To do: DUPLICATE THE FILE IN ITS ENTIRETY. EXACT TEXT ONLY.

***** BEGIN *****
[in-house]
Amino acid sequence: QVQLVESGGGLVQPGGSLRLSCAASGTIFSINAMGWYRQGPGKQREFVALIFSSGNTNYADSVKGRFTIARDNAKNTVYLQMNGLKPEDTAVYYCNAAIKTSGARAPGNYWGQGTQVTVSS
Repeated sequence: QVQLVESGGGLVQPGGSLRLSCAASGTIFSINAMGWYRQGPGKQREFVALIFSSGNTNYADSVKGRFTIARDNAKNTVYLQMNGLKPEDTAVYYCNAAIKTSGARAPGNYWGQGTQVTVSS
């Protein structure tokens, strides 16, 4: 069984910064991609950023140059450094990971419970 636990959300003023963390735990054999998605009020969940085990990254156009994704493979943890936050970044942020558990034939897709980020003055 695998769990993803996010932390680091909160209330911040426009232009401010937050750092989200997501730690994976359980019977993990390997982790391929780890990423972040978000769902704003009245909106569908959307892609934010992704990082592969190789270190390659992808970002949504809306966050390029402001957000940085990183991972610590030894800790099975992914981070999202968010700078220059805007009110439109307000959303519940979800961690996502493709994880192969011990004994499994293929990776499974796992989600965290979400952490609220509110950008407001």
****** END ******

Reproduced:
[in-house]
Amino acid sequence: QVQLVESGGGLVQPGGSLRLSCAASGTIFSINAMGWYRQGPGKQREFVALIFSSGNTNYADSVKGRFTIARDNAKNTVYLQMNGLKPEDTAVYYCNAAIKTSGARAPGNYWGQGTQVTVSS
Repeated sequence: QVQLVESGGGLVQPGGSLRLSCAASGTIFSINAMGWYRQGPGKQREFVALIFSSGNTNYADSVKGRFTIARDNAKNTVYLQMNGLKPEDTAVYYCNAAIKTSGARAPGNYWGQGTQVTVSS
């Protein structure tokens, strides 16, 4: 069984910064991609950023140059450094990971419970 636990959300003023963390735990054999998605009020969940085990990254156009994704493979943890936050970044942020558990034939897709980020003055 695998769990993803996010932390680091909160209330911040426009232009401010937050750092989200997501730690994976359980019977993990390997982790391929780890990423972040978000769902704003009245909106569908959307892609934010992704990082592969190789270190390659992808970002949504809306966050390029402001957000940085990183991972610590030894800790099975992914981070999202968010700078220059805007009110439109307000959303519940979800961690996502493709994880192969011990004994499994293929990776499974796992989600965290979400952490609220509110950008407001």